Menus Subscribe Search

Findings

waterfall-lawn

Waterfall and palm trees in Arizona. (Photo: MaxFX/Shutterstock)

The Eco-Unfriendly Appeal of a Lush Green Lawn

• May 05, 2014 • 4:00 AM

Waterfall and palm trees in Arizona. (Photo: MaxFX/Shutterstock)

New research from Arizona finds we associate traditional, water-intensive landscaping with high social status.

What does your shrubbery say about you?

It may seem like a silly question, but newly published research suggests people infer things about homeowners by looking at their lawns and gardens. And for eco-minded policymakers who are encouraging residents of the American Southwest to opt for drought-resistant landscaping, that’s a problem.

The results of three experiments “suggest that the elements used in residential landscaping have broad symbolic and self-presentational significance,” a research team led by University of Iowa psychologist Rebecca Neel writes in the Journal of Environmental Psychology.

Specifically, lush green lawns dotted with trees and shrubs confer an aura of high social status on a household, among other positive implications. The researchers believe this association may make people hesitant to opt for natural landscapes requiring low water usage.

“When the decision maker chose high-water-use landscaping, they were seen as higher in status, sexual attractiveness, family orientation” and even religiosity.

The first experiment featured 171 students from a large university in the Southwestern U.S. Participants read a short vignette about a man, woman, or couple who moved into a home with either “typical desert landscaping with cacti and other plants,” or one with “typical grass landscaping with trees and shrubs.”

They were told that the homes were “quite similar,” so the only real decision the new homeowner had to make was the type of landscaping. They then rated the person or couple on a variety of characteristics.

“When the decision maker chose high-water-use landscaping,” the researchers write, “they were seen as higher in status, sexual attractiveness, family orientation” and even religiosity. All in all, such people were seen as higher in status as their counterparts with the low-water landscaping.

A second study, featuring 376 university students, added another variable to the mix. Participants read the same scenario and made the same evaluations, but some were told the homes were in a middle-class neighborhood, while others read that they were in a working-class or upper-class area.

Across the board, those choosing traditional landscapes were similarly judged as higher in status.

A final study was conducted online, via Amazon’s Mechanical Turk. Fifty-three people from California, Utah, Nevada, Arizona, New Mexico, and Texas completed a survey in which they reported which type of landscaping they would choose “if they were trying to convey a specific trait.” Traits included conscientiousness, environmentalism, family orientation, political ideology, masculinity, femininity, religiousness, and youthfulness.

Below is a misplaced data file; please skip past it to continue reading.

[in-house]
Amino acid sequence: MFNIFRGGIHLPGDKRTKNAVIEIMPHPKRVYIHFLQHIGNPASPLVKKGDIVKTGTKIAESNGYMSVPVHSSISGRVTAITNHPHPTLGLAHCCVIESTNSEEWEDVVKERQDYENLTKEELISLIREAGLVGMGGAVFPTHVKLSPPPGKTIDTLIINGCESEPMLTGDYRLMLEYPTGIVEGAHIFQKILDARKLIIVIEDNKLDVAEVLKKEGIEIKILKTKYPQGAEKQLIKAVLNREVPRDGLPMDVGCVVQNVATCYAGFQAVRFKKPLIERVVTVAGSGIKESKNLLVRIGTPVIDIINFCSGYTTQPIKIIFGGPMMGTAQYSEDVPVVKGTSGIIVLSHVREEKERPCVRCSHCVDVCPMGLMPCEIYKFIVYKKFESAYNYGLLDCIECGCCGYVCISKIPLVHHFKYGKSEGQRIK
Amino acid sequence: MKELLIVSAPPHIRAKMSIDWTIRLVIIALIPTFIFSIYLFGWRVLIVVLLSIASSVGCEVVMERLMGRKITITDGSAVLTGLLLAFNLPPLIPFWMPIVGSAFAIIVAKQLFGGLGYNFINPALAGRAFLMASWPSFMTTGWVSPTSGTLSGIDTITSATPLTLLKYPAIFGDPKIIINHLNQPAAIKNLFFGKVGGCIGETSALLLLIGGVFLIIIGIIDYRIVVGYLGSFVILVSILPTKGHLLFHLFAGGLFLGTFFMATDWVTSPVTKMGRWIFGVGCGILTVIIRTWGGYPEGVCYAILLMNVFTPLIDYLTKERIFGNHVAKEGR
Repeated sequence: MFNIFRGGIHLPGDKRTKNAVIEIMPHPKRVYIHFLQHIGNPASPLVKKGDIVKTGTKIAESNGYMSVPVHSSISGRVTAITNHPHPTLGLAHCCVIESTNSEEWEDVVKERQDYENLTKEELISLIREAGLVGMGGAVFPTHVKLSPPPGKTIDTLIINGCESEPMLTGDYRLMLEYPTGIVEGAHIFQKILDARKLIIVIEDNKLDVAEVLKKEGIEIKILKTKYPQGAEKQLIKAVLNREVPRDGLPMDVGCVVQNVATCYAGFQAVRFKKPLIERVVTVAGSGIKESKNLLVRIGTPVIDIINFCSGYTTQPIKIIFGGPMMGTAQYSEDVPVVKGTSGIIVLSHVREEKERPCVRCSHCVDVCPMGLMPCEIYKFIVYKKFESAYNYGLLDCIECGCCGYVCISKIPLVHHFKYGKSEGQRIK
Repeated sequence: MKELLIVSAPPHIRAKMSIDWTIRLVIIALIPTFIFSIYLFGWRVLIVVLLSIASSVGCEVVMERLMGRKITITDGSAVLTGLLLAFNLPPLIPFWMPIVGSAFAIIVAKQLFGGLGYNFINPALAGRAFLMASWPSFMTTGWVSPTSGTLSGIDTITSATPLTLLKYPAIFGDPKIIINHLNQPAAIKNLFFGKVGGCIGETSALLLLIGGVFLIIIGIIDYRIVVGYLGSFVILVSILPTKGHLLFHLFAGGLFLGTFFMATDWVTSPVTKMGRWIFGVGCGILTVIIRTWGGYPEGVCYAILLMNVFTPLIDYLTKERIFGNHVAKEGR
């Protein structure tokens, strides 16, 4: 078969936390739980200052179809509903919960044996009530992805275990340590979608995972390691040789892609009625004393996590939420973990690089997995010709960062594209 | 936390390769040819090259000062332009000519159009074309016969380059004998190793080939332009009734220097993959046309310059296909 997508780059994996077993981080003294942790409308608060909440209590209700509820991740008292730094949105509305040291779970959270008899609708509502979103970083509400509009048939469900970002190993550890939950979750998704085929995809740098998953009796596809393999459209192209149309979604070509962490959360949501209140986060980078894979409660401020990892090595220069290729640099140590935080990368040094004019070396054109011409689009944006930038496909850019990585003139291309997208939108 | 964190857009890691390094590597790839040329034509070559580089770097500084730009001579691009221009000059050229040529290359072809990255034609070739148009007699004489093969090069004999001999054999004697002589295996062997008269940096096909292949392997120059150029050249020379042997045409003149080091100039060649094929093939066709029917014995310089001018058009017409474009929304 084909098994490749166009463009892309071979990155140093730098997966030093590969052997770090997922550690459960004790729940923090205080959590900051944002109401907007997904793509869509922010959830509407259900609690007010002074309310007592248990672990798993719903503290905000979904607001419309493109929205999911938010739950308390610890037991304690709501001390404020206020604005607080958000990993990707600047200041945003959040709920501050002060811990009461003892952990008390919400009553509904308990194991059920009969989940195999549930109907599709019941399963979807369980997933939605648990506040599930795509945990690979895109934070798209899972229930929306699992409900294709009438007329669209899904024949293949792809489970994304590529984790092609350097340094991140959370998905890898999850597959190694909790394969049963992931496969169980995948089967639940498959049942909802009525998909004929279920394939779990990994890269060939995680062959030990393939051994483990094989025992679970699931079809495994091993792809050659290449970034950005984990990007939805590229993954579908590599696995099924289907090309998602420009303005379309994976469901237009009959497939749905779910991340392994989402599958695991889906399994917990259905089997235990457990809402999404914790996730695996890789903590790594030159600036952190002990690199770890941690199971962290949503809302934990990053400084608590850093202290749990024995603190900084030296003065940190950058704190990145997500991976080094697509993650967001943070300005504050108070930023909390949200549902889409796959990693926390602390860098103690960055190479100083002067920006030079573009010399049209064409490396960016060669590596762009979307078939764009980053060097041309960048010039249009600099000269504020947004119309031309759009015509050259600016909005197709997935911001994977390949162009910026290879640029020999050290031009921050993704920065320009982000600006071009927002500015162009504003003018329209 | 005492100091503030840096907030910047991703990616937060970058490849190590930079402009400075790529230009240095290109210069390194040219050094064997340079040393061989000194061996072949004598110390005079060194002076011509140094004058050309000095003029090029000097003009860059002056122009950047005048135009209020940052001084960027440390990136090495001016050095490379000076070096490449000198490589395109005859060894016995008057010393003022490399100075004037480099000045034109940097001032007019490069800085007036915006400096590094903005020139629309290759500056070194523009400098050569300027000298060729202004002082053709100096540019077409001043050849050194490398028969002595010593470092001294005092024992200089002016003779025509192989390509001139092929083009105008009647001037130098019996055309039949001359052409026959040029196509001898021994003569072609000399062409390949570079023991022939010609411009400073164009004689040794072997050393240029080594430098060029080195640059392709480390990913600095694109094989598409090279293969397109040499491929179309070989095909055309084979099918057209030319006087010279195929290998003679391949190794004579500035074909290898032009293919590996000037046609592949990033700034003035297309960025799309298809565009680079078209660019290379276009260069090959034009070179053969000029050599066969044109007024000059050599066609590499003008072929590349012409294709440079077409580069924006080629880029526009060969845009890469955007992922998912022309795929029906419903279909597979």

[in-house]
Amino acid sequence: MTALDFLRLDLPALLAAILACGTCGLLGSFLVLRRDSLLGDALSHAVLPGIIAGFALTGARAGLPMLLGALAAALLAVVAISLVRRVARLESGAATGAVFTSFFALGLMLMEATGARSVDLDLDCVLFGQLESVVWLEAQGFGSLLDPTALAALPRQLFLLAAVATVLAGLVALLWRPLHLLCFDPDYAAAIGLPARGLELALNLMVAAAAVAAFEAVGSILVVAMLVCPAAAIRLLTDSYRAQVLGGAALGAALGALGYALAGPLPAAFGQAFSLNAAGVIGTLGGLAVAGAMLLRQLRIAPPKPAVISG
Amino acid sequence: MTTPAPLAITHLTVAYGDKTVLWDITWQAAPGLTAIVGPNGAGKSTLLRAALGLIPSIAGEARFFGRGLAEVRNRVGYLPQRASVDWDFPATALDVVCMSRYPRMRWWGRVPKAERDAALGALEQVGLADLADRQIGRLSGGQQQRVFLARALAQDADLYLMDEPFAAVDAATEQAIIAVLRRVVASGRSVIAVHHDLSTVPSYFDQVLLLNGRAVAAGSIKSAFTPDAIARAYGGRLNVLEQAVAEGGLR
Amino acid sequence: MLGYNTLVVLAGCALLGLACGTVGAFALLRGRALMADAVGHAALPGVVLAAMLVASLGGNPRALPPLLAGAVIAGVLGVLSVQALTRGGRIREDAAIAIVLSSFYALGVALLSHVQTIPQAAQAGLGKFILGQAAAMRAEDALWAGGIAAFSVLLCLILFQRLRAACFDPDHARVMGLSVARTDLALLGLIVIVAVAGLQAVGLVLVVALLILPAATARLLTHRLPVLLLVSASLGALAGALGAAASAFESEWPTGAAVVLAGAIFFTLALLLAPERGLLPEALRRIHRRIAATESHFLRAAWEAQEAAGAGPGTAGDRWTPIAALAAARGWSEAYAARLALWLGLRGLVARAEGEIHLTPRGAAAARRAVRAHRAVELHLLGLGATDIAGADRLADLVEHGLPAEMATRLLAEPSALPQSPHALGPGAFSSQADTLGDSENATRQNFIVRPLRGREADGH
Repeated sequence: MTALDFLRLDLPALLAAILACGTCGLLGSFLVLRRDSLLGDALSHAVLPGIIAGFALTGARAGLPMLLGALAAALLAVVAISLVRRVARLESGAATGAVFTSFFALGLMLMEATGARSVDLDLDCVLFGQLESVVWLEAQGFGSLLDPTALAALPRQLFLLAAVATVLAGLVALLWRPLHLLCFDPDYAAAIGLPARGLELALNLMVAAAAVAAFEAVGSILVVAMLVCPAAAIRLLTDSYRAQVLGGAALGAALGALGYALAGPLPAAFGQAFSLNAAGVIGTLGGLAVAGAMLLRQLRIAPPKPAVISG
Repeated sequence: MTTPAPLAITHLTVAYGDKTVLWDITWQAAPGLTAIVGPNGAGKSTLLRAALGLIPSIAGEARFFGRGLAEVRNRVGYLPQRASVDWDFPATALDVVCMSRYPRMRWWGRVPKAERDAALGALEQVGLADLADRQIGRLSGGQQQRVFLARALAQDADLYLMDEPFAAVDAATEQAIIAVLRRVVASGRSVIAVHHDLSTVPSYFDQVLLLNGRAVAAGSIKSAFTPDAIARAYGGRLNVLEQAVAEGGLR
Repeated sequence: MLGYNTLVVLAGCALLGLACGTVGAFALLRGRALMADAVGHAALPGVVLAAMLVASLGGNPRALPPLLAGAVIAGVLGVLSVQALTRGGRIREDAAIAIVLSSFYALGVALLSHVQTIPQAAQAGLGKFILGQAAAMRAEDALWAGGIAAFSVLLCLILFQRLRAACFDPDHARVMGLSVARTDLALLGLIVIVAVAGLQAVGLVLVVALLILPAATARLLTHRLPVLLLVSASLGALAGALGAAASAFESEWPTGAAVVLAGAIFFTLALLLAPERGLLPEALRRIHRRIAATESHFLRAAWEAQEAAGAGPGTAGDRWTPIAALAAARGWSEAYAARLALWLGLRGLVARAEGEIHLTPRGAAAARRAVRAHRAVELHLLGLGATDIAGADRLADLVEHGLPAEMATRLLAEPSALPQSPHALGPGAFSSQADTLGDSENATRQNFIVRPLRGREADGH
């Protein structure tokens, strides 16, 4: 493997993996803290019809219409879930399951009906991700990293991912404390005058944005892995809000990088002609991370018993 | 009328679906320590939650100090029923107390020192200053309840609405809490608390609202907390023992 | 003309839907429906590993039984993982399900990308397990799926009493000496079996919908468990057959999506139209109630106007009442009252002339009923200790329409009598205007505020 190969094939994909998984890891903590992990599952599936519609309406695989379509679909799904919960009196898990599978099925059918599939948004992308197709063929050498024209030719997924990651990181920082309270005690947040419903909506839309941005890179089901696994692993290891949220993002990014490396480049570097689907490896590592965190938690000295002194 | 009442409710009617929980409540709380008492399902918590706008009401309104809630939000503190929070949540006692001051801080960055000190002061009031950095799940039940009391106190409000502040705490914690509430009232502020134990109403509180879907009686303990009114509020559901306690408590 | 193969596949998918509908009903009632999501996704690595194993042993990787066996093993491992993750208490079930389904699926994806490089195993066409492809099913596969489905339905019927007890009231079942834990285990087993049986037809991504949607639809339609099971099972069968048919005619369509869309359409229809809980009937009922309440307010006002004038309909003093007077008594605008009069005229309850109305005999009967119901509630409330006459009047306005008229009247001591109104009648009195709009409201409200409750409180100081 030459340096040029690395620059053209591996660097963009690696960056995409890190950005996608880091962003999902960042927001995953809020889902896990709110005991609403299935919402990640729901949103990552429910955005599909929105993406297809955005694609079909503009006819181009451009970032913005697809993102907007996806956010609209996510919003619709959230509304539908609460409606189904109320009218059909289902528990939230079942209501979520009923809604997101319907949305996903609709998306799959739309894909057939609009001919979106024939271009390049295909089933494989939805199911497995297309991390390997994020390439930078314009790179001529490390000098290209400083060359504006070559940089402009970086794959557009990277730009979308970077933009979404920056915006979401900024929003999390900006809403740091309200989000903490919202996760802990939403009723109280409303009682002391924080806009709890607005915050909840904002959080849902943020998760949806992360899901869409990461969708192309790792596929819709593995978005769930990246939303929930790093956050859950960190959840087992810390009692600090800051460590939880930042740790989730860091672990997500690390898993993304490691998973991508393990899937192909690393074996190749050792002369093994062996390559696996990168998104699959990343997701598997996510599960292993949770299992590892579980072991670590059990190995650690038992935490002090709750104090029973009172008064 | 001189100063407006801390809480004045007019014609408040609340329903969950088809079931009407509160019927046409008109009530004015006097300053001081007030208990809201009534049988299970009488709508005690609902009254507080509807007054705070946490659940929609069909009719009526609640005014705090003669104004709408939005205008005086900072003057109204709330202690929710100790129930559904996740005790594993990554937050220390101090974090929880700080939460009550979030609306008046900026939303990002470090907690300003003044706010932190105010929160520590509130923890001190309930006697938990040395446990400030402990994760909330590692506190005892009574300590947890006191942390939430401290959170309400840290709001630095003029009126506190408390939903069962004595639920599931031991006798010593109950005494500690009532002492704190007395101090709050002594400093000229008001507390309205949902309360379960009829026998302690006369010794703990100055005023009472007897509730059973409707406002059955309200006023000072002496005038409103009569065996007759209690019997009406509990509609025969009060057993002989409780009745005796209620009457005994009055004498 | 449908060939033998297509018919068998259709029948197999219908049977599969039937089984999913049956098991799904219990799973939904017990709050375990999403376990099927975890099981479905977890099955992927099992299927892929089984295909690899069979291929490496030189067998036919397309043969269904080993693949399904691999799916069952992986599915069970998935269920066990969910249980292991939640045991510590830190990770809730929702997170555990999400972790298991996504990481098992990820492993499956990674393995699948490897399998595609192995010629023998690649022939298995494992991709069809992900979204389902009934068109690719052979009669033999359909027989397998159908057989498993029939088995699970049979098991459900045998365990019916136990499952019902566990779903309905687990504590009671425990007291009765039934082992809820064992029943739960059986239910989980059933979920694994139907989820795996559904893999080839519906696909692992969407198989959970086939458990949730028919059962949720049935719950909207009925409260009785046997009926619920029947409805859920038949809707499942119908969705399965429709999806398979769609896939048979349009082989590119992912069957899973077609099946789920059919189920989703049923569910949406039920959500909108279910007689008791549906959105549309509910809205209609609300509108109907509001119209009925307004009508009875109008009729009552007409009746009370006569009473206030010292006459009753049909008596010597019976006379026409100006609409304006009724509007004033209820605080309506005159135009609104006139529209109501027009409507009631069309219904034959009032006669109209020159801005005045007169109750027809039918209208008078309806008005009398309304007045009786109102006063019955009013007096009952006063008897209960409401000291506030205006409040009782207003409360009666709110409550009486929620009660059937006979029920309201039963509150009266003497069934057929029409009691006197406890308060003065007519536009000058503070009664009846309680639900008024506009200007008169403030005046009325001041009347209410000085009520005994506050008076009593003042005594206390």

Confirming the results of the first two experiments, “high-water landscapes were selected to communicate higher social status, a more positive general impression, family orientation, political conservatism, femininity, religiousness, youthfulness, agreeableness, extraversion and prosociality,” the researchers write. The low-water option did convey one positive quality (the expected one): environmentalism.

It all suggests that “self-presentational considerations may thus constitute a barrier to the adoption of low-water-use landscapes,” the researchers conclude.

With much of the Western U.S. suffering from a long-term drought, encouraging water conservation is a vital public policy goal; this research provides valuable evidence of one major obstacle toward achieving it. For low-water landscaping to really catch on, it may be necessary to change public perceptions, so that the choice signals affluence and importance.

Is it time for high-end nurseries to start selling designer cacti?

Tom Jacobs
Staff writer Tom Jacobs is a veteran journalist with more than 20 years experience at daily newspapers. He has served as a staff writer for The Los Angeles Daily News and the Santa Barbara News-Press. His work has also appeared in The Los Angeles Times, Chicago Tribune, and Ventura County Star.

More From Tom Jacobs

A weekly roundup of the best of Pacific Standard and PSmag.com, delivered straight to your inbox.

Recent Posts

July 24 • 8:00 AM

Newton’s Needle: On Scientific Self-Experimentation

It is all too easy to treat science as a platform that allows the observer to hover over the messiness of life, unobserved and untouched. But by remembering the role of the body in science, perhaps we humanize it as well.


July 24 • 6:00 AM

Commercializing the Counterculture: How the Summer Music Festival Went Mainstream

With painted Volkswagen buses, talk of “free love,” and other reminders of the Woodstock era replaced by advertising and corporate sponsorships, hippie culture may be dying, but a new subculture—a sort of purgatory between hipster and hippie—is on the rise.